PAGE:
His evidence — state data showing that 5,313 people with out-of-state driver’s licenses registered to vote on Election Day, but did not apply later for New Hampshire licenses — was widely derided by voting-rights advocates, who said the bulk of those registrations likely were by out-of-state college students. Mr. Kobach’s claim led the state’s all-Democratic congressional delegation to demand that Mr. Gardner resign, arguing that Mr. Kobach’s unfounded accusations unmasked the sham nature of the commission.

Mr. Gardner said he would remain on the panel, calling it a civic duty.

Mr. Kobach appeared to backtrack on his claim, allowing that out-of-state college students in New Hampshire are legally entitled to vote and that his assertion that fraud had swung elections there may have been too strong. But Mr. Dunlap, the Maine secretary of state, gave him no quarter, calling the fraud claim “a reckless statement” akin to claiming that a man with money in his wallet must have robbed a bank.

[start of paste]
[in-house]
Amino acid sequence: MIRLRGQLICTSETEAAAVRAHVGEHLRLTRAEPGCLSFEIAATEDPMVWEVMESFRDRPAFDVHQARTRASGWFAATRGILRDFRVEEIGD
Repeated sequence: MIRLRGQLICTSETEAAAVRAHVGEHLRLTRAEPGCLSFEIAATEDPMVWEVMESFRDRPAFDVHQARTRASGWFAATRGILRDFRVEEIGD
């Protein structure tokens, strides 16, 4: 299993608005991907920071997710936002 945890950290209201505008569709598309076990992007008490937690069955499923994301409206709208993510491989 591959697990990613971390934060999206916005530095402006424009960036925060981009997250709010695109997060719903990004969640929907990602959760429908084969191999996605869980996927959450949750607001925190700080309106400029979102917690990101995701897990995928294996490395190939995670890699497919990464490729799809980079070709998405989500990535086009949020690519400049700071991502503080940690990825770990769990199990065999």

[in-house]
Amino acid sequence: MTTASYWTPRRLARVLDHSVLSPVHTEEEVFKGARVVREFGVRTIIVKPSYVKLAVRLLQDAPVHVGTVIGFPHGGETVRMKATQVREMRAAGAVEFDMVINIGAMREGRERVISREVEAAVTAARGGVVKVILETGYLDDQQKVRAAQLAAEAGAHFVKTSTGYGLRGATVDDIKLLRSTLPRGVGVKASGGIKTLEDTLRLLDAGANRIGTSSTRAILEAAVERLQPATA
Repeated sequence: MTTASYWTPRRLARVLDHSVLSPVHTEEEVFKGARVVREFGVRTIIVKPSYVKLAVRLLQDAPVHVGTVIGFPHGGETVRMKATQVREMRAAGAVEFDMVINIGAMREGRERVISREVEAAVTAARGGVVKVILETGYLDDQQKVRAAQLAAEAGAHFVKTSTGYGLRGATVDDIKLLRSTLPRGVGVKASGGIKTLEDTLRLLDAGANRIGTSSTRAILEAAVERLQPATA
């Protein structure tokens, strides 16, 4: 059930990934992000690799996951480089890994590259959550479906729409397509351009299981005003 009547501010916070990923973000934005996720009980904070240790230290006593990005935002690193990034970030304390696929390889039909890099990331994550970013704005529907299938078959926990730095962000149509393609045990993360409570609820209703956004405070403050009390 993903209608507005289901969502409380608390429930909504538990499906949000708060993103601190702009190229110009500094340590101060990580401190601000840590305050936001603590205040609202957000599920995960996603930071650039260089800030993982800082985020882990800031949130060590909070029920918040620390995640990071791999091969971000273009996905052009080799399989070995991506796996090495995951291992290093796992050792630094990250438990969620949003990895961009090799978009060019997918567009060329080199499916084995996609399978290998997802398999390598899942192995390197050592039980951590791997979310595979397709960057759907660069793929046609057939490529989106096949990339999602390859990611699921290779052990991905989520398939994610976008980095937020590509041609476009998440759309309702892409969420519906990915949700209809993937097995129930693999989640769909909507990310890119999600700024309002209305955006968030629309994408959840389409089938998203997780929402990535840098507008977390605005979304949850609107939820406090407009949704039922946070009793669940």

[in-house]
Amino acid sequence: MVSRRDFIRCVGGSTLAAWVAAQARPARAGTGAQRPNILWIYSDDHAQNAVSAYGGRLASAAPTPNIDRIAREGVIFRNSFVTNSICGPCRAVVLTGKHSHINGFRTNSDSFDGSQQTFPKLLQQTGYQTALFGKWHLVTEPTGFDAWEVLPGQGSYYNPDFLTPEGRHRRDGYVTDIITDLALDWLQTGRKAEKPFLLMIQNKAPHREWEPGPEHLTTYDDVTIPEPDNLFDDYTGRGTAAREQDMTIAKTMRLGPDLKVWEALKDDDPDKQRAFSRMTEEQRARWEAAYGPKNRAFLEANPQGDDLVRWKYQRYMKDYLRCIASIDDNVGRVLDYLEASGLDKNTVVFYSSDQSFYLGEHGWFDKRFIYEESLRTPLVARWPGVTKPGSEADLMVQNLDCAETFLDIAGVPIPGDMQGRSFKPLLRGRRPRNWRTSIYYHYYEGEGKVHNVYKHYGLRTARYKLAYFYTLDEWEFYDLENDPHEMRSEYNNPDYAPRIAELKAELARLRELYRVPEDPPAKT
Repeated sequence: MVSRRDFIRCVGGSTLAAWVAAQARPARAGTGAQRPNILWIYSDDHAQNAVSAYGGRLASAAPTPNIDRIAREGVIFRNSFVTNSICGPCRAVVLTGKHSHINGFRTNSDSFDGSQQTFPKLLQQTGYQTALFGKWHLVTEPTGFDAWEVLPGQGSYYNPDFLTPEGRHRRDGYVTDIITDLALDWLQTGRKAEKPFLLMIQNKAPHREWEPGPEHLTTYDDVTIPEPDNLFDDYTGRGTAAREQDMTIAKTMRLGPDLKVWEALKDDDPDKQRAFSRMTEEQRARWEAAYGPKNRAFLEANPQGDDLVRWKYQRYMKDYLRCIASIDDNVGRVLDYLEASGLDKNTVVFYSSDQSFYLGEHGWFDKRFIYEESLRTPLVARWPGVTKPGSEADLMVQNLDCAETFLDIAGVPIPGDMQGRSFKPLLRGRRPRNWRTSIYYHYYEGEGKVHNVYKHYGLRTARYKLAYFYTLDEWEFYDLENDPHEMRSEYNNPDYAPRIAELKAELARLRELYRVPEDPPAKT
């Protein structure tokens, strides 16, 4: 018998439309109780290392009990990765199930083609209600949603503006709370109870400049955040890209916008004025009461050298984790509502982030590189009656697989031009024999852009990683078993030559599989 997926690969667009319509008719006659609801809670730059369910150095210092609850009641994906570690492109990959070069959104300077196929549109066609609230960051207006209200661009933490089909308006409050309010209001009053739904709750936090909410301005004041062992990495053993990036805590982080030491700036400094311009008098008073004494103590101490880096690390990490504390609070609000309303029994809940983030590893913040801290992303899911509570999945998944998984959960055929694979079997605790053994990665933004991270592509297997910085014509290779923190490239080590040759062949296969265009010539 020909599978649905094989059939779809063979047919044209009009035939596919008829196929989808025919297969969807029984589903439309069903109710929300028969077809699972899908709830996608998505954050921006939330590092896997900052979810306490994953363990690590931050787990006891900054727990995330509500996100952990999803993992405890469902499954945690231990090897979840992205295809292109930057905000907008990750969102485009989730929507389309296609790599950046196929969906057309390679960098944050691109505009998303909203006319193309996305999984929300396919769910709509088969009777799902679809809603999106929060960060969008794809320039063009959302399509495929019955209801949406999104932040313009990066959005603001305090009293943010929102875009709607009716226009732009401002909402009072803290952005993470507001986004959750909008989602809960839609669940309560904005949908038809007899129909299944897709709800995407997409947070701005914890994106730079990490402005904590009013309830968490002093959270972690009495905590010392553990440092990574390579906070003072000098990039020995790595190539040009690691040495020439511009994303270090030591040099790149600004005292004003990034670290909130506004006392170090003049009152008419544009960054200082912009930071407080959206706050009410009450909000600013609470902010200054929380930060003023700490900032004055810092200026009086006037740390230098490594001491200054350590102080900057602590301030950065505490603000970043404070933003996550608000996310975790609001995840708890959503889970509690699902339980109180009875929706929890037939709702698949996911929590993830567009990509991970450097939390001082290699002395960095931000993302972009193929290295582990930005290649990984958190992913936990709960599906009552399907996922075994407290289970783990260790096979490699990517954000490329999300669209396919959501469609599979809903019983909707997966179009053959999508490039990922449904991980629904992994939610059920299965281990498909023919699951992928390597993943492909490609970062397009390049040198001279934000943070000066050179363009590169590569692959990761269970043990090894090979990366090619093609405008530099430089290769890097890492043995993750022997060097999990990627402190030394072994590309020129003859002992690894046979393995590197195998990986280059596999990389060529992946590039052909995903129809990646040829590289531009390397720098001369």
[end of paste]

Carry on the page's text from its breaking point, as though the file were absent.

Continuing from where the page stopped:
As the commission met, two Democratic senators released a letter sent to its members on Tuesday noting that the panel has ignored five letters from Democratic senators who sit on committees overseeing its operations. Three of the letters sought information on specific commission activities.

“The commission’s focus and behavior thus far are incomprehensible,” the senators, Amy Klobuchar of Minnesota and Sheldon Whitehouse of Rhode Island, wrote.

Asked after the meeting whether Democrats’ comments were an indication of growing uneasiness about the commission’s direction, Mr. Dunlap replied: “It may be an indication that we’re not going to take things sitting down.”

The body’s leanings are evident from the presence of Mr. Kobach and other zealous advocates of election restrictions as members, he said. And while many Democrats have urged him and others to resign from the panel to avoid giving it credbility, he said, “I’d hope today’s exchange might show there’s actually some value in having me here. If I’m not here to challenge Kobach, who will?”